Saturday, 7 March 2009

What is the usual cause of death in hepatocellular carcinomas?

This is a good question, because medical newbies and laypeople often simply accept "cancer" as a cause of death.  Of course, having unregulated, poorly differentiated, proliferating cells is one thing, but how do they actually lead to a patient's death?  That depends on the specific tumour.  In the case of the hepatocellular carcinoma (HCC), there are four common causes of death:
  • Cachexia - The severe wasting that accompanies cancer has several overlapping causes: stealing away nutrients to fund its own cancerous growth, pressing on gastrointestinal tract structures, inflammatory cytokine release decreasing appetite centrally, etc.  We all know that we can't survive without adequate nutrition for long - cells need energy! - and this is true on a slightly longer timescale in cancers as well. Fundamentally, as horrible as it undeniably is, you can simply starve your cells to death in cancer.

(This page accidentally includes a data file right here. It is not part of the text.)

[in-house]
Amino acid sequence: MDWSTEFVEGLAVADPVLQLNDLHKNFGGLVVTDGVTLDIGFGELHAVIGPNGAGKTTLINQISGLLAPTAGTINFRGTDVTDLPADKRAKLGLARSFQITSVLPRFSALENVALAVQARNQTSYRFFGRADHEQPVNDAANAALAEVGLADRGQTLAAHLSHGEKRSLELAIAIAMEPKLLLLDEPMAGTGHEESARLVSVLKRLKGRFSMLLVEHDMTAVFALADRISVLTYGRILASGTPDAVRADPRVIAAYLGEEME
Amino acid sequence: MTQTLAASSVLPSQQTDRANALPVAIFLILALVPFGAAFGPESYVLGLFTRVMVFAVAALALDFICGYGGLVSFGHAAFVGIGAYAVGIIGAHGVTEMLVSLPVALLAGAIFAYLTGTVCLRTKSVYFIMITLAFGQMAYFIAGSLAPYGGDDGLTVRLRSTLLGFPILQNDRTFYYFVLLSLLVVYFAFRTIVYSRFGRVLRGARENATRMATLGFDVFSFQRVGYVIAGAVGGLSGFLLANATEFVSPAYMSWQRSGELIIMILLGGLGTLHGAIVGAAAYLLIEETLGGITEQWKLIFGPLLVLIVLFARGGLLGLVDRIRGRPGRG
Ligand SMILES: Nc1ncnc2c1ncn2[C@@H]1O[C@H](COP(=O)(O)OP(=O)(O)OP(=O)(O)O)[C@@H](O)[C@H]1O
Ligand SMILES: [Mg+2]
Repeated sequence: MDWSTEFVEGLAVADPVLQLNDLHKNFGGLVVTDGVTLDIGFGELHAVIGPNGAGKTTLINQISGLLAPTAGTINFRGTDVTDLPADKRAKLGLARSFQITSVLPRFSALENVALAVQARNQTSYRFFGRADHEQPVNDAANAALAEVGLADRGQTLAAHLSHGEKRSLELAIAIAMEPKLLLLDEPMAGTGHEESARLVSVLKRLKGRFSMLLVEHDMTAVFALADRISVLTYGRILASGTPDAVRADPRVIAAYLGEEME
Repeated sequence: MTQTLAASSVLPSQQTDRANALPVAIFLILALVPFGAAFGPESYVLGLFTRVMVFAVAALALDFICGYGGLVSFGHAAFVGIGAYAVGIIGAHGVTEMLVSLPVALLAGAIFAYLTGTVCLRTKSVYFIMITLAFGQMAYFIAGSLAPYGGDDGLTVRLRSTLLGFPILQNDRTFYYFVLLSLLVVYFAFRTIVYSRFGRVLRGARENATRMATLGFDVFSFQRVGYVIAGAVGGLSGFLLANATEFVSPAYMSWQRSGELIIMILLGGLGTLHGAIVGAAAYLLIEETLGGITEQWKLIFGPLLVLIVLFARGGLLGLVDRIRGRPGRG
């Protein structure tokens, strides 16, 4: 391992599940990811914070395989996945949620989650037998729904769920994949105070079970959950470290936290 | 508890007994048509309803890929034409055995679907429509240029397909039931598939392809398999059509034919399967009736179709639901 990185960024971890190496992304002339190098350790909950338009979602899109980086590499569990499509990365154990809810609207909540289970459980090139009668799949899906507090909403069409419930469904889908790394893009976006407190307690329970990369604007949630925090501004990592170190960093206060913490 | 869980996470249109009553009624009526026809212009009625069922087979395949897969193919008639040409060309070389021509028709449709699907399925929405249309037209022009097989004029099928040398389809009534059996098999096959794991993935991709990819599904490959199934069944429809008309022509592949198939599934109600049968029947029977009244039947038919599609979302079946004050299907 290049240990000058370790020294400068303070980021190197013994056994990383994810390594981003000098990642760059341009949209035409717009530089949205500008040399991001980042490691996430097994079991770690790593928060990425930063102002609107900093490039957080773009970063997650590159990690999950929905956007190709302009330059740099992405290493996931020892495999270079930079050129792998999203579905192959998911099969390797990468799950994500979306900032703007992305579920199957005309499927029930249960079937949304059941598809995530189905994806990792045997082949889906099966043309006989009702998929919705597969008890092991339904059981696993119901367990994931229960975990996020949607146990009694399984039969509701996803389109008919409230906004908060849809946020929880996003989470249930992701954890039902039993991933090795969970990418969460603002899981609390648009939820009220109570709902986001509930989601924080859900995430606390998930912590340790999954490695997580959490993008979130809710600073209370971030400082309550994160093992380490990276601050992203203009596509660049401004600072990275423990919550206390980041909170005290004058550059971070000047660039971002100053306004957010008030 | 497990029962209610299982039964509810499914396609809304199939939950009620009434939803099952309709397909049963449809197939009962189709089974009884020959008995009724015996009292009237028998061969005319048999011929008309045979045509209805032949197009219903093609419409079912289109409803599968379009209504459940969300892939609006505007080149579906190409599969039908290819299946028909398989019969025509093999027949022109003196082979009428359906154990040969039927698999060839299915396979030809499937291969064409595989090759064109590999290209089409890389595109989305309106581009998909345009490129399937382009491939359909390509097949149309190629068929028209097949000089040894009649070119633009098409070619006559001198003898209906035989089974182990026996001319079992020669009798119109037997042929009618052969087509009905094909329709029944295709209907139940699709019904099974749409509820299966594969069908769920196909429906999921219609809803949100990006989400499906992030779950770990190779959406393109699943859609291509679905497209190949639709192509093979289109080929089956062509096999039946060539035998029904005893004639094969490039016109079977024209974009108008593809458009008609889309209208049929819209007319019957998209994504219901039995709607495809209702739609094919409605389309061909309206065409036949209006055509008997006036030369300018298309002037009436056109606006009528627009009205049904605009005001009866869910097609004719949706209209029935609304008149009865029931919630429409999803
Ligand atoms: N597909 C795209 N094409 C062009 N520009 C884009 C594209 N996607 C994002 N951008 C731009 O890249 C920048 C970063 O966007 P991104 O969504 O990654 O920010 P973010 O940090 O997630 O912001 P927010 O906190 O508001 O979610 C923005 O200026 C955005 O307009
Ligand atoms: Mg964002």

• Liver failure - Although the liver has a large reserve capacity, clearly there must be a point at which too much of the liver has been obliterated by the rapidly growing cancer.  The result is much the same as with other causes of liver failure: glucose instability, hepatic encephalopathy, bleeding diathesis, etc. 

  • Variceal bleed - If the HCC is large and obstructive enough to cause portal hypertension, oesophageal (and sometimes gastric) varices result, with the ever-present danger of catestrophic rupture.  This danger is of course made more acute if the INR is also prolonged.

  • Rupture of the tumour with exsanguination - The tumour can grow so large that, like the varices above, it simply ruptures.  Since tumours contain their own internal network of blood vessels, and since again the INR is often deranged, this can result in rapid exsanguination and death.  

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